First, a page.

The Pilot Program also does not violate the Contract Clause because the program does not impair Plaintiffs' rights under the Agreement. To determine whether legislation has substantially impaired contract rights, “we ask whether legitimate expectations have been thwarted.” United Steel, 842 F.3d at 210. Here, no such expectations have been thwarted. The program permitted the lessee or purchaser of an NJSEA-owned racetrack to use one unused license to establish up to 12 OTW facilities with up to 20 total OTW terminals. N.J. Stat. Ann. § 5:5-186(a)-(b). Importantly, those facilities could be established only within NJSEA's territory under the Agreement, which is the northern part of the State. Id. While Plaintiffs were not allowed to participate in the program, they had no expectation that they could engage in OTW activities in NJSEA's territory. Furthermore, the Pilot Program did not affect Plaintiffs' existing facilities or their ability to obtain licenses for and establish OTW facilities in the geographic areas assigned to them. Plaintiffs therefore retained their full rights under the Agreement, and thus the Pilot Program did not impair their contractual rights. Therefore, it does not violate the Contract Clause.5
The Forfeiture Amendment also does not violate the Takings Clause. The Takings Clause of the Fifth Amendment provides that “private property [shall not] be taken for public use, without just compensation.” U.S. Const. amend. V. It applies to the States through the Fourteenth Amendment. Chicago, B. & Q. R. Co. v. City of Chicago, 166 U.S. 226, 241 (1897). “The paradigmatic taking requiring just compensation is a direct government appropriation or physical invasion of private property.” Lingle v. Chevron U.S.A., Inc., 544 U.S. 528, 537 (2005). Government regulation also “may, in some instances, be so onerous that its effect is tantamount to a direct appropriation or ouster,” and “such ‘regulatory takings' may be compensable under the Fifth Amendment.” Id. The Supreme Court has set forth certain “guidelines” for determining whether a government regulation effects a taking. Murr v. Wisconsin, 137 S. Ct. 1933, 1942 (2017). As relevant here,
when a regulation impedes the use of property without depriving the owner of all economically beneficial use, a taking still may be found based on a complex of factors, including (1) the economic impact of the regulation on the claimant; (2) the extent to which the regulation has interfered with distinct investment-backed expectations; and (3) the character of the governmental action.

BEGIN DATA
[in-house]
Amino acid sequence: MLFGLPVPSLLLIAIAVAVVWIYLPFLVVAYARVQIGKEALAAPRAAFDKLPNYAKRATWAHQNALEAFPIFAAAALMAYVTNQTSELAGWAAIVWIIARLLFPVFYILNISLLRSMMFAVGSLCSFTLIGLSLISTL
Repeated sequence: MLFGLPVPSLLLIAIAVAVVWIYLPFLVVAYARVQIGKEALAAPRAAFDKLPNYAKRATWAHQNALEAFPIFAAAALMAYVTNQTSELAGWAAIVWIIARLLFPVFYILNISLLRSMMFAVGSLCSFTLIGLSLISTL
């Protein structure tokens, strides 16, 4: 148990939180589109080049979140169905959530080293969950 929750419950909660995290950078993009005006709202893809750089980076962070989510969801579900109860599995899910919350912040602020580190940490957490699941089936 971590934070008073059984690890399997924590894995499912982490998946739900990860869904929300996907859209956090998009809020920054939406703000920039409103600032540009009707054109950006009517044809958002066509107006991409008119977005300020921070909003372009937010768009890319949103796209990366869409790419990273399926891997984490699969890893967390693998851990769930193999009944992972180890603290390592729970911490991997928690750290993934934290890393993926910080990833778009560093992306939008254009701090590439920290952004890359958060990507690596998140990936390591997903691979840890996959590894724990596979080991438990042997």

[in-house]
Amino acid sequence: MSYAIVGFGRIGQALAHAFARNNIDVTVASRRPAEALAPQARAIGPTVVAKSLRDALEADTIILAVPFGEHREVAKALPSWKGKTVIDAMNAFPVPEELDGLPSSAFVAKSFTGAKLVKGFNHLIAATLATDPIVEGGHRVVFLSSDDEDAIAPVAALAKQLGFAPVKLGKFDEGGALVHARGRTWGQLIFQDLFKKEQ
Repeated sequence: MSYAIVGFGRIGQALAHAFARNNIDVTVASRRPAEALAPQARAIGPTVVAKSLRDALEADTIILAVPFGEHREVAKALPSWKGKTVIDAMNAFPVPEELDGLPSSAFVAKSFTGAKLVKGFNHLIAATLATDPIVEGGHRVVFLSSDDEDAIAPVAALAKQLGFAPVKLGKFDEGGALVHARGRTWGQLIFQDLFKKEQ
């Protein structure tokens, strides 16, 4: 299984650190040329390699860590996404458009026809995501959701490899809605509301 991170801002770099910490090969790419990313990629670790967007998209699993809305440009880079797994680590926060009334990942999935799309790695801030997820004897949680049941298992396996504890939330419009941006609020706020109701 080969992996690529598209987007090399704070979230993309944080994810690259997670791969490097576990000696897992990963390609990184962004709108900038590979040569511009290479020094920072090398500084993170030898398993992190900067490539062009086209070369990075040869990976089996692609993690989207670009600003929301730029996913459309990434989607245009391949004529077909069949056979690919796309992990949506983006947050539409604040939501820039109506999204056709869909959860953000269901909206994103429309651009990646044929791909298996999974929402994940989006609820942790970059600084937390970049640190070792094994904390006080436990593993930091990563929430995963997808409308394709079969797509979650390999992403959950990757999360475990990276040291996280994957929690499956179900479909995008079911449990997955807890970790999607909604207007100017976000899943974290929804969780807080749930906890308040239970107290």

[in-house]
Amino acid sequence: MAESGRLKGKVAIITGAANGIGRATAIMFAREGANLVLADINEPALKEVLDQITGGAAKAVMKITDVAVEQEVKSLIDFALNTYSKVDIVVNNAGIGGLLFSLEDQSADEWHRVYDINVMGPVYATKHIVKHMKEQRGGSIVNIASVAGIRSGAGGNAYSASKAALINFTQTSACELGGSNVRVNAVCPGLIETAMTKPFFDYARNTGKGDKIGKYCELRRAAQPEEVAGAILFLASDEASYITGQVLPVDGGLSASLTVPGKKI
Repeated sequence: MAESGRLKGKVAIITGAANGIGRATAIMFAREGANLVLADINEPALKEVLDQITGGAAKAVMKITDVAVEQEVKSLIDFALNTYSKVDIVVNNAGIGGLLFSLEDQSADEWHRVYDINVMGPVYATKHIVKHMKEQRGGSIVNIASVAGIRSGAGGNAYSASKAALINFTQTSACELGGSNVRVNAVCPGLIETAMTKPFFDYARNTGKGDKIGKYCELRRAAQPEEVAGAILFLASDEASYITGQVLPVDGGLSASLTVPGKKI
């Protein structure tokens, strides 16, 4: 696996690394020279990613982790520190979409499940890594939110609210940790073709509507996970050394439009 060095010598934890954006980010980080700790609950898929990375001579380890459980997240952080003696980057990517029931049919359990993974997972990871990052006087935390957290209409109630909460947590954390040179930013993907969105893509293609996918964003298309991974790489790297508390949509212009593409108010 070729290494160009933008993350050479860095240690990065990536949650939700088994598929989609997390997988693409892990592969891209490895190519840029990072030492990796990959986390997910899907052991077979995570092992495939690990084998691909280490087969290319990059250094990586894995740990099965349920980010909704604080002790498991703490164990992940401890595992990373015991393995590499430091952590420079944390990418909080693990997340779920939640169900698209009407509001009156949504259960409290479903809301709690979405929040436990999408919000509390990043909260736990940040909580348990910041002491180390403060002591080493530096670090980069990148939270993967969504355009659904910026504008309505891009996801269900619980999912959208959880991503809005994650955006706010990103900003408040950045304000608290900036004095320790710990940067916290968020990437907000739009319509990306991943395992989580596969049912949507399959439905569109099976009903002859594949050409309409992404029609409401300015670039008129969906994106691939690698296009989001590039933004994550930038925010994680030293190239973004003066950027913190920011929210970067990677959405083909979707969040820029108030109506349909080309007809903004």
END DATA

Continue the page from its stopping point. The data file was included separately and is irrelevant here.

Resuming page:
Id. at 1943 (citation and internal quotation marks omitted).
Applying these guidelines to the facts of this case, we conclude that the Forfeiture Amendment did not effect a taking. First, the amendment does not alter Plaintiffs' existing OTW licenses and facilities. Because it did not affect Plaintiffs' ability to continue to profit from their Vineland and Toms River facilities, the Forfeiture Amendment did not have any immediate economic impact on them. Second, Plaintiffs have not asserted that the amendment has interfered with their investment-backed expectations. Indeed, the Forfeiture Amendment required them only to make progress toward obtaining their licenses and did not actually require that they build or open the facilities on any particular timeline. Moreover, the Forfeiture Amendment has not been enforced, so any interference with their investment plans remains hypothetical. See Murr, 137 S. Ct. at 1943. Third, the character of the State's action here does not indicate a taking because there has been no actual encroachment on or diminishment of Plaintiffs' property. The amendment works to speed up Plaintiffs' licensing process, or allow those licenses to be in other hands, but it does not interfere with their existing facilities or decrease the value of the licenses still available to them.